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Sickle Cell and Drug Addiction: Definitions

Sickle Cell and Drug Addiction: Definitions

 Addiction is very easy to stumble into and very hard to get out of, especially when you have a chronic medical condition that requires some form of pain management therapy.

We do give medical professionals alot of flack for treating us all like drug addicts; but those negative attitudes had to have come from somewhere. Several people have come to me expressing thoughts of narcotic addiction in the past, so I know that this topic weighs heavily on our minds.  

The next few entries will talk about addiction, and I hope that this will spark a conversation in the forum and with yourself to see if you might be at risk for addiction. I’m researching this topic for all of us; those battling addiction, those dealing with chronic pain management therapies, and  those constantly aware and nervous about getting addicted.

Many health practitioners do not understand addiction and use the term ‘addiction’ very liberally. Sickle cell patients have often been mislabelled as drug abusers, and this has resulted in a breakdown of the therapeutic relationship. Nurses and doctors should be careful when using the word addiction, and make sure they apply the correct word to the right scenario.

The definitions for addiction are so varied that the American Society of Addiction Medicine, the American Pain Society and the Academy of Pain Medicine came together to issue proper definitions and parameters for all the facets of substance abuse and use.

The first three definitions: Physical dependence, tolerance and pseudo-addiction, I know many of us can relate to. I have experienced all three, and usually, with every hospital admission, I go through a cycle of dealing with each of these.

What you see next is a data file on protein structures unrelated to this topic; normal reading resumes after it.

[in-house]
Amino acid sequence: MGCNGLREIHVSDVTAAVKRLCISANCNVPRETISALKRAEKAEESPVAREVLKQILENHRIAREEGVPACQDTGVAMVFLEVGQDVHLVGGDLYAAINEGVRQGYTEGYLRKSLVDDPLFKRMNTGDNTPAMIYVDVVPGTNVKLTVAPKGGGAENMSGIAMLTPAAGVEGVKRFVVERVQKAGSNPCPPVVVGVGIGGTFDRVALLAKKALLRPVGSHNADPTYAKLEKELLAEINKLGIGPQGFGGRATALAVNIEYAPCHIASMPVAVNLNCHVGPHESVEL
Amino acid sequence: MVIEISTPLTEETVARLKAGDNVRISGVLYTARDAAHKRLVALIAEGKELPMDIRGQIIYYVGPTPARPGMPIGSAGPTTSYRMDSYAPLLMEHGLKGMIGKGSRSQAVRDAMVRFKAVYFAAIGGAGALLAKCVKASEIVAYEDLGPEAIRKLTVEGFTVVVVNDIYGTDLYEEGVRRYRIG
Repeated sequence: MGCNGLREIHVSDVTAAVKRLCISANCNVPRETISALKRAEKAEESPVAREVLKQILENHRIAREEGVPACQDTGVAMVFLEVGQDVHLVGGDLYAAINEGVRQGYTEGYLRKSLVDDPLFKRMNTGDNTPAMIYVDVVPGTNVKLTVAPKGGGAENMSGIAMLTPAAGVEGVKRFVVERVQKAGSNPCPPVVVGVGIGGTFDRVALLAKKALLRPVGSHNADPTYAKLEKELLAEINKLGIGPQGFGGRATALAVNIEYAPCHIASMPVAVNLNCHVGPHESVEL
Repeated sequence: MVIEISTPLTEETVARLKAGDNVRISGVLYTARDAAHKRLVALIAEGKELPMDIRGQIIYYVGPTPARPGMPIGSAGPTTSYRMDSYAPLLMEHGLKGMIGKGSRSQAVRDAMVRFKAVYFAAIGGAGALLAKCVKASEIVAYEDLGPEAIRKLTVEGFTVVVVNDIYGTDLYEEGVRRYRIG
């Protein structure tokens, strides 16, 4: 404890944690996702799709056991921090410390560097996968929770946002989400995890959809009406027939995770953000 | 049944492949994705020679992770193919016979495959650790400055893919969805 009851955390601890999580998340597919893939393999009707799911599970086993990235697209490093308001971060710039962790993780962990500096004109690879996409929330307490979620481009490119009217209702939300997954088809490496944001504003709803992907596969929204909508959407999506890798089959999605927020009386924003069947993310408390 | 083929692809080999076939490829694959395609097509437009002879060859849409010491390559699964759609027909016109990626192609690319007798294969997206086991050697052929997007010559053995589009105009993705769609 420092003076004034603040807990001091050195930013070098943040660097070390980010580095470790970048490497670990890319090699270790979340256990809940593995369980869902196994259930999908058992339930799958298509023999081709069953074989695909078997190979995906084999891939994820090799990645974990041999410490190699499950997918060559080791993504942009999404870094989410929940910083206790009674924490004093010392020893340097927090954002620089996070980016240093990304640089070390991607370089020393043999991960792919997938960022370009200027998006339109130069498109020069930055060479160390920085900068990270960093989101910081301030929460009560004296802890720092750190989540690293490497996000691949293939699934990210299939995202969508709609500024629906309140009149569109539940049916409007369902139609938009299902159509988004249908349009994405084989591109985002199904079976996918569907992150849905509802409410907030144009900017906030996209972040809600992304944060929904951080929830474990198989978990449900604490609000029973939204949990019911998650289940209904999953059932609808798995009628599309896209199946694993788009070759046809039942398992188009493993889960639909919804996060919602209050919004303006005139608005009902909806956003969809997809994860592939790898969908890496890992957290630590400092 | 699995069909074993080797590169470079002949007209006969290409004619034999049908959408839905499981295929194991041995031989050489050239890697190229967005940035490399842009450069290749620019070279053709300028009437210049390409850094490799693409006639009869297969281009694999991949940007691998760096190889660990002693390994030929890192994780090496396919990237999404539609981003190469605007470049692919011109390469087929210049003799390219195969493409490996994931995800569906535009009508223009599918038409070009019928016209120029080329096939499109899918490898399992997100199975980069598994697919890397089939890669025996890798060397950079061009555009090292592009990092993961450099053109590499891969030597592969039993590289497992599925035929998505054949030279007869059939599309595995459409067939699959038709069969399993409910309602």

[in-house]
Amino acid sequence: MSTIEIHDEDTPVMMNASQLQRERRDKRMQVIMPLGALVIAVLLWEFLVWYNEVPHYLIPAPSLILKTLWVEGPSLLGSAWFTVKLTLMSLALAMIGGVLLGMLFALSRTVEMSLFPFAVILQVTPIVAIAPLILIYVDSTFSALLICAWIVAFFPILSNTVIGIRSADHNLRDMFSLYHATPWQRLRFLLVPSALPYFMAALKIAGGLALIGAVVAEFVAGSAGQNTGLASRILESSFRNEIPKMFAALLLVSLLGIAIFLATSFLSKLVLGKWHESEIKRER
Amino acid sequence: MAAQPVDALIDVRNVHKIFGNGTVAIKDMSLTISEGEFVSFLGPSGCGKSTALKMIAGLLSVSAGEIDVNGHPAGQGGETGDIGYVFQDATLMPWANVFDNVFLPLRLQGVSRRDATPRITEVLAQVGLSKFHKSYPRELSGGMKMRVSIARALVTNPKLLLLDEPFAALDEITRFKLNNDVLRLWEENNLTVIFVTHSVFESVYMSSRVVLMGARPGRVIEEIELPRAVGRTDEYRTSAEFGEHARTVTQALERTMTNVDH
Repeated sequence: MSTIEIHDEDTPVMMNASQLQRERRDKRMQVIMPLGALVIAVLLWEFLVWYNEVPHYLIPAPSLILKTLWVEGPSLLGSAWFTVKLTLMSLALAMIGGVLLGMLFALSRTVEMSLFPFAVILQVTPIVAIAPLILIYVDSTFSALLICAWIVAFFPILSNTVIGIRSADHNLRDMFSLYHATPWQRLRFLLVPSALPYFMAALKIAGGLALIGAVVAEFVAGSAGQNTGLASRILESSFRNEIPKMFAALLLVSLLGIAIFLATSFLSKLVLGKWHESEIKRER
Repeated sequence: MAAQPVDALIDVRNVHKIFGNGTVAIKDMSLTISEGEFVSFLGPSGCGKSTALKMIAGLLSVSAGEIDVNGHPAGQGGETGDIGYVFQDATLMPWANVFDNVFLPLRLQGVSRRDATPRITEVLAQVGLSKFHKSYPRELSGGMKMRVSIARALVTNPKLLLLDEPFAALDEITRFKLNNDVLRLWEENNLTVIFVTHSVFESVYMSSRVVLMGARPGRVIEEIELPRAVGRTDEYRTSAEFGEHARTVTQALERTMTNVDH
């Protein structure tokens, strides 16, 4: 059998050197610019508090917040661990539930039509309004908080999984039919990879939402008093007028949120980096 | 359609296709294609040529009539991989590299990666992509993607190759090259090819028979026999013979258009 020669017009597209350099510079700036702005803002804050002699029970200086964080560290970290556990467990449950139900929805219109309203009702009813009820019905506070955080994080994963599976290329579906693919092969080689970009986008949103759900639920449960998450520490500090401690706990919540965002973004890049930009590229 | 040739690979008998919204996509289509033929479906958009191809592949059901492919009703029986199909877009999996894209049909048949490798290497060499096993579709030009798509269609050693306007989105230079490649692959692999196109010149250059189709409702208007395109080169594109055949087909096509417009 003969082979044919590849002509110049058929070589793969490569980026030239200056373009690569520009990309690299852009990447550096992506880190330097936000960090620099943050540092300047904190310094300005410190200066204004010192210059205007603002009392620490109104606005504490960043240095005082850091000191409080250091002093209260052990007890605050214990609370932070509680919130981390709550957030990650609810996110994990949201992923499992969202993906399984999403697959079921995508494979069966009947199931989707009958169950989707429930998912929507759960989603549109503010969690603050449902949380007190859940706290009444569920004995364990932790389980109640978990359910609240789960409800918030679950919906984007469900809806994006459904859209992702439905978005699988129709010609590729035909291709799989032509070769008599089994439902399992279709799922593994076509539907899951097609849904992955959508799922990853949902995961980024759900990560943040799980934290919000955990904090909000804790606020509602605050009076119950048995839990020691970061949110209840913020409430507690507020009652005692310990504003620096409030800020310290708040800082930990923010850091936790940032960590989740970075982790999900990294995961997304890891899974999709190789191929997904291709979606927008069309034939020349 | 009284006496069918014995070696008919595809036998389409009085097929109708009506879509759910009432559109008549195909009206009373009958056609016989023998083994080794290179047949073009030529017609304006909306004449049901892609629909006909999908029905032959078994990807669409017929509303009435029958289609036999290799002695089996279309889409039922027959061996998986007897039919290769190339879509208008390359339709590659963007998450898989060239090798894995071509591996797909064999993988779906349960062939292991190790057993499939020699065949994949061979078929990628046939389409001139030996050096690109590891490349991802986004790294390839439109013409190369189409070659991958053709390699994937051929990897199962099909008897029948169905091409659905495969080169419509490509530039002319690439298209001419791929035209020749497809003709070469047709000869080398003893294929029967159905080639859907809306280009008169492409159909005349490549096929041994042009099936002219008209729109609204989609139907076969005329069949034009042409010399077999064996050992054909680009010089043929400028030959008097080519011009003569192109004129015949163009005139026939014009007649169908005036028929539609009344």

Physical dependence is a state of adaptation manifested by a drug class-specific withdrawal syndrome that can be produced by abrupt cessation, rapid dose reduction, decreasing blood level of the drug, and/or administration of an antagonist.

For example, when you have been in the hospital for a week, on the PCA, or regularly administered IV narcotics, and the doctors stop or rapidly decrease your dose, you might experience symptoms of withdrawal. This is because your body has grown accustomed to that medication, and you have become physically dependent on the drug. You may have night sweats, hallucinations, feelings of nervous anxiety, mood swings or feel like bugs are crawling on you. Fortunately, these effects fade in a couple of days as your brain readjusts to it’s biophysical state.

It is always recommended to gradually wean yourself off the dosage. So instead of getting 2mg of Dilaudid every 2 hours, you take 2mg every 3 hours, then 1 mg every 2 hours, then 0.5mg every 2 hours, until you are completely off it. Stopping the narcotic with no weaning period will lead to symptoms of acute withdrawal and may be quite destabilizing for many patients.